Obviously, without civil marriage, we wouldn't have all this confusion about the difference between marriage and Mawwiage and this idea that religious opinions should be law in a nominally secular system. But it goes beyond the gay thing. The more I think about it, the less I think that the social functions of civil marriage should be tied to sex. There are all manner of platonic domestic partnerships where marriage would be inappropriate or even illegal, and without the shortcut of civil marriage for the majority, one of two things would happen: either a set of similar constructs would appear in law for arbitrary partnerships, or a legal subspecialty would emerge for writing partnership contracts. (That doesn't sound good, but where there's a legal subspecialty, there's a boilerplate contract industry.) It could complicate employer-subsidized insurance benefits, but I'm more interested in legal protections here: Shouldn't a committed lifelong pair of maiden aunts be able to grant each other incontrovertible rights to medical decision-making and default inheritance? Stuff like that. Hateful fundies like nice old ladies, don't they?

Also -- I don't say this often because it should freak the family values people out even more than gaiety -- if there was no one-size-fits-all civil marriage, contracts could be made for polygamous, polyamorous, and open relationships. In the first two cases, people could potentially find their own solutions to the insurance and inheritance issues that have been used as reasons such marriages should be illegal. As for the latter, in some states, adultery is illegal. Which means that if one half of an open marriage decides they don't like the terms anymore, they're automatically right. That's ridiculous.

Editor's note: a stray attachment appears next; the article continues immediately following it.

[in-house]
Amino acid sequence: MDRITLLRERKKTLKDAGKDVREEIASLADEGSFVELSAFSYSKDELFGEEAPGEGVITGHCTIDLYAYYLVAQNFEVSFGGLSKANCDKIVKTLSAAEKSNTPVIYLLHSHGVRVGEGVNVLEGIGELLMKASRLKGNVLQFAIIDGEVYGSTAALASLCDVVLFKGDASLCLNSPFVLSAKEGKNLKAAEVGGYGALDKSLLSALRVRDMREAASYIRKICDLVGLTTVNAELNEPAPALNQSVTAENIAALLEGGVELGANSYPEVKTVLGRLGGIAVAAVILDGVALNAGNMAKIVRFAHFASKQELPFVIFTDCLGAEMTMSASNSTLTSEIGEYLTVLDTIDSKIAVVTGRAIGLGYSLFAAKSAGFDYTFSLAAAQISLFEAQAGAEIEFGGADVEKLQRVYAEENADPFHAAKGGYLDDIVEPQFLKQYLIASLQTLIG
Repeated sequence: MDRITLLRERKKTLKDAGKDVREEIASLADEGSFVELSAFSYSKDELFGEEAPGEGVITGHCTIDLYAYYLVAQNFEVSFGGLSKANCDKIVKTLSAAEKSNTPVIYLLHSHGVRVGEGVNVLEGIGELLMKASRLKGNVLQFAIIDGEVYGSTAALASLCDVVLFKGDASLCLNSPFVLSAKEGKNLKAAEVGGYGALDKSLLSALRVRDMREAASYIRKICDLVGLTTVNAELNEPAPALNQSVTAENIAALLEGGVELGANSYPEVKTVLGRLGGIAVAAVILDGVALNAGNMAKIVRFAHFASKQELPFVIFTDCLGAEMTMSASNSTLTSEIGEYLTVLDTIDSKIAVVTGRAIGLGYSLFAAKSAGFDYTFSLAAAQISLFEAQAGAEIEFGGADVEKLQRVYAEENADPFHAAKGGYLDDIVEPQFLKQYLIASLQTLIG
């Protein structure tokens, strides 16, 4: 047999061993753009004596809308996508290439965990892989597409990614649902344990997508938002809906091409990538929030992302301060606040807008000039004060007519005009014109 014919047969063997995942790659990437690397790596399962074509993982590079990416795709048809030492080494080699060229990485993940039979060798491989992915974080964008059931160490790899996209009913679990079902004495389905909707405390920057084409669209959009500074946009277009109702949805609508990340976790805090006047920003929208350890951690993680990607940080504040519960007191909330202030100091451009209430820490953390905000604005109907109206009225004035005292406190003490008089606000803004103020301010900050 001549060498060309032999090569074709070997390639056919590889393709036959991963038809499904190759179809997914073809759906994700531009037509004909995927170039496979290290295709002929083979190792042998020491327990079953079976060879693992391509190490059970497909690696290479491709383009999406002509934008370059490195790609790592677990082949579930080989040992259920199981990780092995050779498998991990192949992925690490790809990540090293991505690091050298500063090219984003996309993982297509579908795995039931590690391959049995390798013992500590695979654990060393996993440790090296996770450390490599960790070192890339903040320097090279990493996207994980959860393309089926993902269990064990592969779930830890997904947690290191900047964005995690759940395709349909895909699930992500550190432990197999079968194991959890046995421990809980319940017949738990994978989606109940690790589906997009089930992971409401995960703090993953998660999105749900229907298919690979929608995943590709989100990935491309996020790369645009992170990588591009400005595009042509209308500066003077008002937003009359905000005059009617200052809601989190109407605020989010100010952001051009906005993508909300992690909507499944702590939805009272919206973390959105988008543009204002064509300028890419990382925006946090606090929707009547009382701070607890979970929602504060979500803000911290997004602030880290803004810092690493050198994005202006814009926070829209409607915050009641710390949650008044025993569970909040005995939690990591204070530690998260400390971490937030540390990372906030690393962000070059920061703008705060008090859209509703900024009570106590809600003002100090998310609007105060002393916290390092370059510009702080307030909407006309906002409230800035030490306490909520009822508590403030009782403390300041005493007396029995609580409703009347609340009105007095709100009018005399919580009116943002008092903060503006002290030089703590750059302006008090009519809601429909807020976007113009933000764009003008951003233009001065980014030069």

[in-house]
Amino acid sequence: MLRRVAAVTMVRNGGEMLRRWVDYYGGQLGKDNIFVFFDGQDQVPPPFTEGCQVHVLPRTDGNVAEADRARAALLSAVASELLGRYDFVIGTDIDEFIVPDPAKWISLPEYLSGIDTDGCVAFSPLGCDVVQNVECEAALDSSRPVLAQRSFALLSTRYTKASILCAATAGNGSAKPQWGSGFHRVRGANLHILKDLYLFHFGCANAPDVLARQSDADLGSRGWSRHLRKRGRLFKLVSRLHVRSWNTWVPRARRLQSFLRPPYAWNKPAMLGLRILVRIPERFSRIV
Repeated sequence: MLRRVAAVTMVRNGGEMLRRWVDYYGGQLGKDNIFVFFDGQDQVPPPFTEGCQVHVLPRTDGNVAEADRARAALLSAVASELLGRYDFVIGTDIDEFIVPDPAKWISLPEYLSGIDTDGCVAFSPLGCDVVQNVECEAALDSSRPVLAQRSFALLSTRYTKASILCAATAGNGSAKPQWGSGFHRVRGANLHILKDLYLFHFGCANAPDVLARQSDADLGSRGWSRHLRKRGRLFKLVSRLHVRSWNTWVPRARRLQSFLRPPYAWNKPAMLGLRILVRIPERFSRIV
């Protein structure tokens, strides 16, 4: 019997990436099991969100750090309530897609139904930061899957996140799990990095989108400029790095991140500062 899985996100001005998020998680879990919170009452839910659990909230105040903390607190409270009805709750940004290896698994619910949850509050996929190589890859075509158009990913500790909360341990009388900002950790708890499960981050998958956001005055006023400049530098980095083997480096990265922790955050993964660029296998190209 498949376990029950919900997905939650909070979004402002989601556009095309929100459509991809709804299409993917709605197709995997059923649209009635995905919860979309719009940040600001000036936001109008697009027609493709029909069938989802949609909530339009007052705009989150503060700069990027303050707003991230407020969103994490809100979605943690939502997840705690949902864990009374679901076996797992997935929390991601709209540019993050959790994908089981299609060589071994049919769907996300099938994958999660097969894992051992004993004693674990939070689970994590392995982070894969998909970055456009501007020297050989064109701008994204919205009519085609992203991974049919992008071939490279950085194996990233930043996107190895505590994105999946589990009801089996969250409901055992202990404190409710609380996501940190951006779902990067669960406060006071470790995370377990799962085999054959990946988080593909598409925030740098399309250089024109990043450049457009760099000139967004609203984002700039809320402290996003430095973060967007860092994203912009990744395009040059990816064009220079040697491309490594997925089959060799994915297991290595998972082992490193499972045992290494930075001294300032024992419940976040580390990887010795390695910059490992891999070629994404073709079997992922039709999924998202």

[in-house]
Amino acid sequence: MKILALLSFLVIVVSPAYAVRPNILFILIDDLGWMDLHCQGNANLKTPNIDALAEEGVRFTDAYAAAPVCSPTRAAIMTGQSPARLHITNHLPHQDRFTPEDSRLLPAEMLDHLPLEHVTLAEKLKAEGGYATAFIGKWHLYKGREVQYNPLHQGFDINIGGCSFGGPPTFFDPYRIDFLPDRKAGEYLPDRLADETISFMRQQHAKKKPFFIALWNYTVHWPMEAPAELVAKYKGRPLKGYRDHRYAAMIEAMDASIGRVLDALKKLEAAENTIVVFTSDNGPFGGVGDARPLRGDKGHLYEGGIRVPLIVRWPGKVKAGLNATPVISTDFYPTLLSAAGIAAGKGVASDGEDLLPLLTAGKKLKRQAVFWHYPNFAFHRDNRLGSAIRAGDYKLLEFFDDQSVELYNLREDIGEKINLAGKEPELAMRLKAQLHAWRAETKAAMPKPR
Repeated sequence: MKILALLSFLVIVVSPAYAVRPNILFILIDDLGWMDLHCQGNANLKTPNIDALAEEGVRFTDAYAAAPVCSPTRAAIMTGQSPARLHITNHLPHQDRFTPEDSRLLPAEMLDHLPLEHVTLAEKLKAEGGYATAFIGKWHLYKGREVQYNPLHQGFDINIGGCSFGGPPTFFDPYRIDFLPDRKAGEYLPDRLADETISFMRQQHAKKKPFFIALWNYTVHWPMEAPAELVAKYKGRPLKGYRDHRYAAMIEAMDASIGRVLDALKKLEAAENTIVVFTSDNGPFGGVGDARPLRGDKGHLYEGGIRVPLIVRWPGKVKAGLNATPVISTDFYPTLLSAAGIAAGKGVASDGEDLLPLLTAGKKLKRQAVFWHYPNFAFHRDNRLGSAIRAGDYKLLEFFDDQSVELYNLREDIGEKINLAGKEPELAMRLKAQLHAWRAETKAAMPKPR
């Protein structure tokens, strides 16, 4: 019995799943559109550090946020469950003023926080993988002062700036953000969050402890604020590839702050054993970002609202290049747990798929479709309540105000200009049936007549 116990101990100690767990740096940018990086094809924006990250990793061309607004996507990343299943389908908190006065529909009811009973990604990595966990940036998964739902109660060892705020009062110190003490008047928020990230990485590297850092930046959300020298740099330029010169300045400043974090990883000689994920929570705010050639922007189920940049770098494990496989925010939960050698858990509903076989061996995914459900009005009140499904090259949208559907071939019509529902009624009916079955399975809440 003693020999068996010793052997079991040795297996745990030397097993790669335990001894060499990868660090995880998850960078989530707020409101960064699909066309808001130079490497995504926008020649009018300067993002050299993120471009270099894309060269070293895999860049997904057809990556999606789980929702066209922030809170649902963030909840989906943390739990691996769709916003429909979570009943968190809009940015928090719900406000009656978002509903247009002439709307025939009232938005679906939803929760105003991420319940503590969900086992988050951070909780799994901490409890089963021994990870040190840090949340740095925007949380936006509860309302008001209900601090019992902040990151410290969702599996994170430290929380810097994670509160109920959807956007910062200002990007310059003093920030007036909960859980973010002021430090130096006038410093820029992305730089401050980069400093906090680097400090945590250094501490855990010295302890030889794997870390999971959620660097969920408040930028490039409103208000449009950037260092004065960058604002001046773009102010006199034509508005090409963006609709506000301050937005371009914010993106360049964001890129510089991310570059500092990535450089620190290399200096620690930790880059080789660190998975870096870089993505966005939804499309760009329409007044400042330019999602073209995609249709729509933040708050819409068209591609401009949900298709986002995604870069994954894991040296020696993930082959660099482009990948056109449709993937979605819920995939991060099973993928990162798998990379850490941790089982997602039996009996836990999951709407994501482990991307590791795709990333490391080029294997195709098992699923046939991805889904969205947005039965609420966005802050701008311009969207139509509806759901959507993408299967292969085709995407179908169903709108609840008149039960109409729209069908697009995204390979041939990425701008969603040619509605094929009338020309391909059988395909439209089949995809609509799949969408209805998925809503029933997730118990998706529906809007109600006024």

The passage of Prop 8 may not be reflective of the actual California electorate -- lots of non-voters came out for this election, and I doubt you get hooked on voting after just one experience. So I'll hold out hope for a couple of years that California will undo this stupid law by leading the way away from civil marriage. Of course, just undoing the stupid law period would be okay.

I hadn't thought of a few of these points, but agree with all of them. I think that marriage is in the end primarily a religious and personal notion, and folks are welcome to it, but it is time to get it out of the state. If we have to change the name to satisfy the crazies who believe marriage requires one penis and one vagina then fine - but getting 'married' shouldn't be a legal act.

This has come up for me because J doesn't really believe in marriage (and is 98% certain he won't ever want to be married). This is tough because I grew up expecting to be married someday, and still would like that. But I'm realizing that the piece of paper only has the emotional meaning you give it or don't, and the real value of it is all the legal things that are automatically true once you're married. There has to be a way of declaring a partnership that still gets people those legal things - and ideally one that is relatively easy and one-stop as opposed to now.

I think it is time for marriage to evolve into something new, that can take into account everything we throw at it.